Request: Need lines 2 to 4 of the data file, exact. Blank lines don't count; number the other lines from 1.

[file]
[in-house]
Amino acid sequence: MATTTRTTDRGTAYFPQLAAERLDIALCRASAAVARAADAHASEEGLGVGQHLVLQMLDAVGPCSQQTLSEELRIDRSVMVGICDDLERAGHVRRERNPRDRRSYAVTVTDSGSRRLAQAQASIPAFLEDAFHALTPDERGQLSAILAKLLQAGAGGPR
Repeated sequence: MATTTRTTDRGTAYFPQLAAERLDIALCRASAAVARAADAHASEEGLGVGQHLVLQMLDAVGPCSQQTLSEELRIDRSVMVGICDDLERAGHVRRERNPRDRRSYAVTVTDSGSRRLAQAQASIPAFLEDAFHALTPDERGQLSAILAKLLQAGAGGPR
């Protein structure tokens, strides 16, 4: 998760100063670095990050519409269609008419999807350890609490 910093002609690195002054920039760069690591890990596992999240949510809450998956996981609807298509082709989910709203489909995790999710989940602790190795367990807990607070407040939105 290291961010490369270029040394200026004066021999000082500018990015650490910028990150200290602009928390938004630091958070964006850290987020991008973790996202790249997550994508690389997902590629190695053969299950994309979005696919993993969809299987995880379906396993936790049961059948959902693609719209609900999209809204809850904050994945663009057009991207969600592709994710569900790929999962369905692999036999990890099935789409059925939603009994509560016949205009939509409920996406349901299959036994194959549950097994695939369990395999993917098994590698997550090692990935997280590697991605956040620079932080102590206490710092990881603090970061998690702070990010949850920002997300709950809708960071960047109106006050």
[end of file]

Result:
Amino acid sequence: MATTTRTTDRGTAYFPQLAAERLDIALCRASAAVARAADAHASEEGLGVGQHLVLQMLDAVGPCSQQTLSEELRIDRSVMVGICDDLERAGHVRRERNPRDRRSYAVTVTDSGSRRLAQAQASIPAFLEDAFHALTPDERGQLSAILAKLLQAGAGGPR
Repeated sequence: MATTTRTTDRGTAYFPQLAAERLDIALCRASAAVARAADAHASEEGLGVGQHLVLQMLDAVGPCSQQTLSEELRIDRSVMVGICDDLERAGHVRRERNPRDRRSYAVTVTDSGSRRLAQAQASIPAFLEDAFHALTPDERGQLSAILAKLLQAGAGGPR
């Protein structure tokens, strides 16, 4: 998760100063670095990050519409269609008419999807350890609490 910093002609690195002054920039760069690591890990596992999240949510809450998956996981609807298509082709989910709203489909995790999710989940602790190795367990807990607070407040939105 290291961010490369270029040394200026004066021999000082500018990015650490910028990150200290602009928390938004630091958070964006850290987020991008973790996202790249997550994508690389997902590629190695053969299950994309979005696919993993969809299987995880379906396993936790049961059948959902693609719209609900999209809204809850904050994945663009057009991207969600592709994710569900790929999962369905692999036999990890099935789409059925939603009994509560016949205009939509409920996406349901299959036994194959549950097994695939369990395999993917098994590698997550090692990935997280590697991605956040620079932080102590206490710092990881603090970061998690702070990010949850920002997300709950809708960071960047109106006050």